The latest FAA Airplane Flying Handbook includes, for the first time, a chapter on aircraft energy management.
Collaborating with the FAA on that chapter was Dr. Juan Merkt, an associate professor of aeronautical science at Embry-Riddle Aeronautical University.
The chapter offers an in-depth explanation of the factors affecting an airplane’s energy use, emphasizing that energy management awareness is key to aviation safety, according to Merkt.
“Every pilot is an energy manager — managing energy in the form of altitude and airspeed from takeoff to landing,” he said. “Proper energy management is essential for performing any maneuver, as well as for attaining and maintaining desired vertical flightpath and airspeed profiles in everyday flying.”
“Mistakes in managing the airplane’s energy state can be deadly,” according to the FAA handbook. “Mismanagement of mechanical energy (altitude and/or airspeed) is a contributing factor to the three most common types of fatal accidents in aviation: Loss of control in-flight (LOC-I), controlled flight into terrain (CFIT), and approach-and-landing accidents.”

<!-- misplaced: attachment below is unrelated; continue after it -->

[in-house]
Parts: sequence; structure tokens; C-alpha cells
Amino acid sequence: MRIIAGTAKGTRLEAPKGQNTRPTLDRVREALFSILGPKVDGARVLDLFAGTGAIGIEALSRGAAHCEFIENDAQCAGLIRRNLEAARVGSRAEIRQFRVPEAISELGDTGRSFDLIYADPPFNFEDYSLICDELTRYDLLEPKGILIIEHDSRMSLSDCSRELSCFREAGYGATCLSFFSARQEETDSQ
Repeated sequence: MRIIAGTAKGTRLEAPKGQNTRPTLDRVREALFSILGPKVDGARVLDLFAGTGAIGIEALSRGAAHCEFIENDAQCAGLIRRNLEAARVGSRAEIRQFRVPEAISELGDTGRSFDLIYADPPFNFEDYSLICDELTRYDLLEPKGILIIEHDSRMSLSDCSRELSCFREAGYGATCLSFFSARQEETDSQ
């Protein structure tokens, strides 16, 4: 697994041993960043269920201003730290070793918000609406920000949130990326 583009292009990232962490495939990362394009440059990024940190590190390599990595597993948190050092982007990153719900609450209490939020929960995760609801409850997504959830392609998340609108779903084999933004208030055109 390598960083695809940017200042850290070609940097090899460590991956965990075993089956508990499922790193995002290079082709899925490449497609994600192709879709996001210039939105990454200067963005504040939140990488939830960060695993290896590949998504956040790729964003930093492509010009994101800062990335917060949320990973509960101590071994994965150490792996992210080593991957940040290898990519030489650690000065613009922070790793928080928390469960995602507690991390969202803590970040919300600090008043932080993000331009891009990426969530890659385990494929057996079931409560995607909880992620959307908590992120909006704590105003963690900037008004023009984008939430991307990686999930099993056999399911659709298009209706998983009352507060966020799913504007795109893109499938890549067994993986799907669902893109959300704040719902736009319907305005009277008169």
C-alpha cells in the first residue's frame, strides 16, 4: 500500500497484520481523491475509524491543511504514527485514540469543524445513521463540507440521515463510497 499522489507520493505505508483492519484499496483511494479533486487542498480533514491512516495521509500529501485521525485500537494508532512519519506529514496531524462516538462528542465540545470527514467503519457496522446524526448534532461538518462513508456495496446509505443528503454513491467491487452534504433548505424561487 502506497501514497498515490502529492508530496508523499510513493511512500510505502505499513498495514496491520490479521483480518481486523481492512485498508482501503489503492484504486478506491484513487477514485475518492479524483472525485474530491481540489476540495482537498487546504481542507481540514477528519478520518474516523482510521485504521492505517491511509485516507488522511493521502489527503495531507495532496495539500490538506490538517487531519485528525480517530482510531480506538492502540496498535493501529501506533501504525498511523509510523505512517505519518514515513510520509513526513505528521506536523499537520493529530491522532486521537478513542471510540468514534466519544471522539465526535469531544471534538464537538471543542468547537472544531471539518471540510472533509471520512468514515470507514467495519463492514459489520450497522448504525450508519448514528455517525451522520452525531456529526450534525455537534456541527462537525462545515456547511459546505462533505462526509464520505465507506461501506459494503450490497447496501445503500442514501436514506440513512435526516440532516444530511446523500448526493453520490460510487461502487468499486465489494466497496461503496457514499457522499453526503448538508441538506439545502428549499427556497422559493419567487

Merkt, who created a course called “Safety Principles of Aircraft Energy Management” at Embry-Riddle, added he would like aircraft energy management to be incorporated into pilot training to help improve both safety and efficiency.
“Despite their impact on safety and economy, energy management skills are not adequately taught or evaluated in civilian pilot training,” Merkt said, pointing out that in-flight energy crises can lead to fatal accidents.
He added that as the aviation industry heads into a surge of pilot hiring, most new pilots will come not from the military, where pilots are trained in energy management skills, but from civilian training programs.
Meanwhile, a focus on energy efficiency is also a “first step toward embracing principles of sustainability,” he said.
Merkt is also involved in an FAA-sponsored research project with colleagues from Florida Institute of Technology and Georgia Tech that explores the energy requirements for certification of electric aircraft with vertical takeoff and landing capabilities.